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Published on July 29th, 2015 | by Zachary Shahan

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Tesla Model X Production Rumored To Begin Next Week

July 29th, 2015 by  



Originally published on Gas2.

Word recently went out that Tesla’s Fremont factory tours were put on hold for a short time. In other words, for some reason, outsiders are not being brought into the Fremont factory for a couple of weeks or so. Hmm, you thinking what I’m thinking?

July 10 model x

Following that news, today, I caught rumor that Model X production is starting next week and the factory is currently shut down to prepare for that. The news seems to come from someone who is friends with a Tesla employee.

As exciting as this is, it’s not at all surprising (to me, at least). Tesla CEO & Product Architect Elon Musk stated a couple of weeks ago that the Model X was on schedule. More specifically, he said, “X is on track for first deliveries in two months and Model 3 in just over two years.” That would be ~6–8 weeks now (depending on how you interpret “two months”). And you have to produce a vehicle before it can be delivered. And you have to work through any potential bugs of production before producing your first Founder Edition vehicles.

However, there were plenty of questions over on the TMC forum where the rumor was dropped. Release candidate cars? Demo cars? Founder Edition cars? What is going into production? There’s plenty of debate over there, and it mostly depends on how you interpret Elon’s words. What does “is” mean? That kind of thing.

I like this guesstimate from Yggdrasill:

I would think they would make a series of release candidate vehicles, and if they are good enough, they will be used for demo purposes, while if they aren’t good enough they will be crushed (minus all reusable parts).

When they then have the machinery running smoothly, they get the founders series completed, have a handover event and simultanous design studio reveal, and then they start making signature vehicles.

Sounds logical to me.

AB4EJ provides some extra perspective that I would say is quite likely informative of how Tesla would start production:

Even when you have multiple lines, a short factory shutdown when starting production on a new model is the usual practice (at least, that’s what we always have done at Mercedes) for several reasons –

– the production control computer system has to be activated to route the new vehicles; you want it down for this so you don’t screw up current production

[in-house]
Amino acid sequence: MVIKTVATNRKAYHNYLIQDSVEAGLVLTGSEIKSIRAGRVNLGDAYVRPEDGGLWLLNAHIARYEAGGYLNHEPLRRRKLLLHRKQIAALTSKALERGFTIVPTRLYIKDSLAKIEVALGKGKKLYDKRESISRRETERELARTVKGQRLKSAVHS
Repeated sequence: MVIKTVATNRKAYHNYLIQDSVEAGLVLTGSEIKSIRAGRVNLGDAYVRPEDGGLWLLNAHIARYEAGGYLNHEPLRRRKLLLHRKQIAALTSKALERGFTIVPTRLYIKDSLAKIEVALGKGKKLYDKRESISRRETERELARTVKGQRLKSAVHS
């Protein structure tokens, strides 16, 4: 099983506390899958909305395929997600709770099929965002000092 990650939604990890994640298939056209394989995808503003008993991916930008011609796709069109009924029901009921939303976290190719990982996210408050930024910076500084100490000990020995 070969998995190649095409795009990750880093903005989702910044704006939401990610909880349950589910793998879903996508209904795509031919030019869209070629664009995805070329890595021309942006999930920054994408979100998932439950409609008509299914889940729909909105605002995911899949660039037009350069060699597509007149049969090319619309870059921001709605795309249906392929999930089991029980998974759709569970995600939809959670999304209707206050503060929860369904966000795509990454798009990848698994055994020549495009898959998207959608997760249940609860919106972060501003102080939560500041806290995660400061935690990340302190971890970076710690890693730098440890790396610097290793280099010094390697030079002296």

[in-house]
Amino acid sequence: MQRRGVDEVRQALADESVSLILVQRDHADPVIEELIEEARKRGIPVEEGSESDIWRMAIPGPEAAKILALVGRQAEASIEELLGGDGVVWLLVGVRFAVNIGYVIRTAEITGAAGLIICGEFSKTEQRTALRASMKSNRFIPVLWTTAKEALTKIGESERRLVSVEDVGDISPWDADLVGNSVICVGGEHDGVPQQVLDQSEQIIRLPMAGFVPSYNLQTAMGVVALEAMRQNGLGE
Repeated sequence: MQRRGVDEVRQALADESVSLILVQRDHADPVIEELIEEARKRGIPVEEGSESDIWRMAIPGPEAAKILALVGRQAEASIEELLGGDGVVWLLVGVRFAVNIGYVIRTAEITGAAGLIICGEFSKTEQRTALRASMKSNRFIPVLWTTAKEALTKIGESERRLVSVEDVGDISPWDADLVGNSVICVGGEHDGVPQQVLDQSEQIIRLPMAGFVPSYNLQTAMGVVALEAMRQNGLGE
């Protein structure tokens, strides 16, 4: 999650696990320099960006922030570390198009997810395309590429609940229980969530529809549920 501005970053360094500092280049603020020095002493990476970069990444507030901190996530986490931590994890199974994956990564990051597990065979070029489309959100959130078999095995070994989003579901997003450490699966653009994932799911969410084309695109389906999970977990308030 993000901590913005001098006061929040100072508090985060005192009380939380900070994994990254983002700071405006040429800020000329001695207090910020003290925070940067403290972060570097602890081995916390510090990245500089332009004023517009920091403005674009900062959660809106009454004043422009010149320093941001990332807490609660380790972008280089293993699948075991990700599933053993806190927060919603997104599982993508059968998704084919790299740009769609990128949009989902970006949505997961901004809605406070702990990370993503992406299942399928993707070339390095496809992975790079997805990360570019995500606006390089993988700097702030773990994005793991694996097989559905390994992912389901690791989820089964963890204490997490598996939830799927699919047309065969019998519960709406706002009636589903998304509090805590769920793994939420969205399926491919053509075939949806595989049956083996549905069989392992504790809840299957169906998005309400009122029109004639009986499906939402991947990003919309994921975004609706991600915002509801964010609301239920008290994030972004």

– there are often shared resources between multiple lines, such as portions of the paint shop, buffers, etc.
– you have to move a bunch of inventory of parts around to get everything in the right places for the new model
– some of the same people are involved in both lines during startup and can only split their time so many ways
– a final training blitz for new team members

Note also – again, assuming Tesla is doing things similar to Mercedes assembly, which they often do, after this plant shutdown they can be expected to start producing customer-ready Model X cars (i.e., mid-August), which usually starts 4 to 6 weeks before actual deliveries. The reason for the 4 to 6 weeks is because the new cars have to have a much closer look from Quality Control, and can be expected to spend more time in repair until all production issues are solved.

Another forum member, A.G., adds: “In one of the Facebook groups for Tesla an employee confirmed that they have this week off as they are re-tooling.”

I think the story is clear.

The Model X is coming! 
 





 

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About the Author

Zach is tryin' to help society help itself (and other species). He spends most of his time here on CleanTechnica as its director and chief editor. He's also the president of Important Media and the director/founder of EV Obsession and Solar Love. Zach is recognized globally as an electric vehicle, solar energy, and energy storage expert. He has presented about cleantech at conferences in India, the UAE, Ukraine, Poland, Germany, the Netherlands, the USA, and Canada. Zach has long-term investments in TSLA, FSLR, SPWR, SEDG, & ABB — after years of covering solar and EVs, he simply has a lot of faith in these particular companies and feels like they are good cleantech companies to invest in. But he offers no professional investment advice and would rather not be responsible for you losing money, so don't jump to conclusions.



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